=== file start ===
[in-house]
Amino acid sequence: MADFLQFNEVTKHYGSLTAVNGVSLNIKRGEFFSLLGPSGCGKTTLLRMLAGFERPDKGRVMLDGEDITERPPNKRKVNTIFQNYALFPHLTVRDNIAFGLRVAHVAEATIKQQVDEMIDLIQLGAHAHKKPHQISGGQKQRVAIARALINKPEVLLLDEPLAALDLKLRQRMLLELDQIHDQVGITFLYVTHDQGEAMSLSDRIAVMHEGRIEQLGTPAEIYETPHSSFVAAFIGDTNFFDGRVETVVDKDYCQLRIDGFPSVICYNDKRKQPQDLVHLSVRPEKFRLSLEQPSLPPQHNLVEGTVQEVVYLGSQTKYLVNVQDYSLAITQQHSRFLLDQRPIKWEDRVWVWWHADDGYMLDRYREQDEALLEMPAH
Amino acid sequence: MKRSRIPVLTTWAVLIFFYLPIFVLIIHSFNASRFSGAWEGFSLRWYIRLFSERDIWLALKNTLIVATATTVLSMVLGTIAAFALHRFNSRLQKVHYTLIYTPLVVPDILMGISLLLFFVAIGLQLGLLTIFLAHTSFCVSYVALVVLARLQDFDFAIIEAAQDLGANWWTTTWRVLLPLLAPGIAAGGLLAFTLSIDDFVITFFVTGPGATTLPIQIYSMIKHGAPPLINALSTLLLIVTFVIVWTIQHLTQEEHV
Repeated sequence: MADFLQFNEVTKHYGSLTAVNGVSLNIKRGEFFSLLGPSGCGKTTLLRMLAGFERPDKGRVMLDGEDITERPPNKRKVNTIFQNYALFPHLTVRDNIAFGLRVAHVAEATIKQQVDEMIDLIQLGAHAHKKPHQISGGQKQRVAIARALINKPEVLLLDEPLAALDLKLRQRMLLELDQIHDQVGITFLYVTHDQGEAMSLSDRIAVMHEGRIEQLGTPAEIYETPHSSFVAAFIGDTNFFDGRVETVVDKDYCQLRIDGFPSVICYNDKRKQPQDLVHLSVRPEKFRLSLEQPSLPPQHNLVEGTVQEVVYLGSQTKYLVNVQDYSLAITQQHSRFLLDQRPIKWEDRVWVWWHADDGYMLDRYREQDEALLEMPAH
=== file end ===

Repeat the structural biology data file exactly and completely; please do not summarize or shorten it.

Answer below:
[in-house]
Amino acid sequence: MADFLQFNEVTKHYGSLTAVNGVSLNIKRGEFFSLLGPSGCGKTTLLRMLAGFERPDKGRVMLDGEDITERPPNKRKVNTIFQNYALFPHLTVRDNIAFGLRVAHVAEATIKQQVDEMIDLIQLGAHAHKKPHQISGGQKQRVAIARALINKPEVLLLDEPLAALDLKLRQRMLLELDQIHDQVGITFLYVTHDQGEAMSLSDRIAVMHEGRIEQLGTPAEIYETPHSSFVAAFIGDTNFFDGRVETVVDKDYCQLRIDGFPSVICYNDKRKQPQDLVHLSVRPEKFRLSLEQPSLPPQHNLVEGTVQEVVYLGSQTKYLVNVQDYSLAITQQHSRFLLDQRPIKWEDRVWVWWHADDGYMLDRYREQDEALLEMPAH
Amino acid sequence: MKRSRIPVLTTWAVLIFFYLPIFVLIIHSFNASRFSGAWEGFSLRWYIRLFSERDIWLALKNTLIVATATTVLSMVLGTIAAFALHRFNSRLQKVHYTLIYTPLVVPDILMGISLLLFFVAIGLQLGLLTIFLAHTSFCVSYVALVVLARLQDFDFAIIEAAQDLGANWWTTTWRVLLPLLAPGIAAGGLLAFTLSIDDFVITFFVTGPGATTLPIQIYSMIKHGAPPLINALSTLLLIVTFVIVWTIQHLTQEEHV
Repeated sequence: MADFLQFNEVTKHYGSLTAVNGVSLNIKRGEFFSLLGPSGCGKTTLLRMLAGFERPDKGRVMLDGEDITERPPNKRKVNTIFQNYALFPHLTVRDNIAFGLRVAHVAEATIKQQVDEMIDLIQLGAHAHKKPHQISGGQKQRVAIARALINKPEVLLLDEPLAALDLKLRQRMLLELDQIHDQVGITFLYVTHDQGEAMSLSDRIAVMHEGRIEQLGTPAEIYETPHSSFVAAFIGDTNFFDGRVETVVDKDYCQLRIDGFPSVICYNDKRKQPQDLVHLSVRPEKFRLSLEQPSLPPQHNLVEGTVQEVVYLGSQTKYLVNVQDYSLAITQQHSRFLLDQRPIKWEDRVWVWWHADDGYMLDRYREQDEALLEMPAH